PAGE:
- Human RightsTorture
- April 29, 2007
- 7 minutes read
Saudi Arabia: New Video Confirms Torture in Prison
Government Should Extend Investigation to Prisons Across the Kingdom
The Saudi government should expand upon its promise to investigate a recent prison beating captured on video by conducting a comprehensive probe into alleged cases of torture, beatings and deaths from ill-treatment at prisons across the kingdom, Human Rights Watch said today.
Recent video footage of a prison guard beating prisoners al-Ha’ir Correctional Facility corroborates accounts of beatings collected by Human Rights Watch during a visit to the prison in November. On April 18, the Internet news site SABQ posted five video clips that it said were taken by a mobile telephone on April 12 at al-Ha’ir prison’s Ward 18, the same wing that Human Rights Watch had visited. The guards’ uniforms and the color and layout of the buildings appear identical to those seen by Human Rights Watch.
The videos show a prison guard repeatedly using what appears to a short piece of plastic to beat two prisoners on the palms of their outstretched hands and the soles of one prisoner’s feet. The clips show both prisoners writhing in pain.
“These shocking videos shed light on the torture and ill-treatment in Saudi prisons,” said Sarah Leah Whitson, Middle East director at Human Rights Watch. “The Saudi government must take immediate steps to end these abuses and punish those responsible, whatever their rank.”
Beatings and other forms of ill-treatment in Saudi prisons are far more common than the single incident captured in the video. In November, several prisoners at al-Ha’ir prison told Human Rights Watch that guards regularly beat them as punishment for perceived transgressions. One prisoner told Human Rights Watch: “I got into a fight. The guards came and beat us all. They made us lie down and beat us; they broke sticks on our backs.”
Guards often beat prisoners collectively, regardless of who was responsible for the perceived transgression, prisoners said. “Last month, a prisoner had an argument with a guard,” another prisoner told Human Rights Watch. “The guard brought everyone from the wing outside and beat them.”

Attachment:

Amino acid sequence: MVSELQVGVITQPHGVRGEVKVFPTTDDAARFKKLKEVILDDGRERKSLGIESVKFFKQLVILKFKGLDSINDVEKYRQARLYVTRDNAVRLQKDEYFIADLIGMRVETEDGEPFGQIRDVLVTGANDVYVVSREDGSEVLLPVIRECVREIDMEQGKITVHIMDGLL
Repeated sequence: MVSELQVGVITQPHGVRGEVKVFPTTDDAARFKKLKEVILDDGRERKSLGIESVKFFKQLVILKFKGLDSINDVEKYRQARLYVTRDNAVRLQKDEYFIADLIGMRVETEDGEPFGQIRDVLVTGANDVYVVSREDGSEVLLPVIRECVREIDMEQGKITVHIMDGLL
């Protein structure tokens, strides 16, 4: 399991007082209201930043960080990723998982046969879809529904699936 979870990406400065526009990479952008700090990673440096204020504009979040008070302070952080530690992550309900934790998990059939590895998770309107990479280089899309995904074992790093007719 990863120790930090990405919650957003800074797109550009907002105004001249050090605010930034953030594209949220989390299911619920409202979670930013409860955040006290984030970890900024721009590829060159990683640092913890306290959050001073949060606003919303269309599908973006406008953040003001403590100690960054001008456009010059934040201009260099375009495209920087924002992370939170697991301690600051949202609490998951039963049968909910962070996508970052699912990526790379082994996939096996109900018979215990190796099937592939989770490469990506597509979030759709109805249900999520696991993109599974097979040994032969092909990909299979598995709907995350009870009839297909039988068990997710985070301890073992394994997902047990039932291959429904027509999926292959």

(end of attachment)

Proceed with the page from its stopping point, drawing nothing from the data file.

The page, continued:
Several other prisoners said guards had suspended them above the ground for prolonged periods. “If a prisoner complains about anything he is beaten,” said a third prisoner. “They also hang us by handcuffs with our feet suspended, or take our blankets.”
(Human Rights Watch has collected accounts from prisoners interviewed at al-Ha’ir prison in an appendix).
Saudi Arabia’s director of prisons, Ali al-Harithi, in an April 21 news report said the government had suspended the two guards identified in the video and opened an investigation into the incident. According to Reuters, al-Harithi described the torture scenes as “a form of meting out fatherly discipline, like teachers do in schools.”
Al-Harithi’s remarks give rise to concern about the seriousness of the official investigation and the extent to which Saudi officials tolerate abuse of prisoners as an acceptable mode of discipline.
“Saudi prison guards have no business hitting prisoners, whether as a form of ’fatherly discipline’ or otherwise,” said Whitson. “Guards who beat prisoners are committing serious crimes.”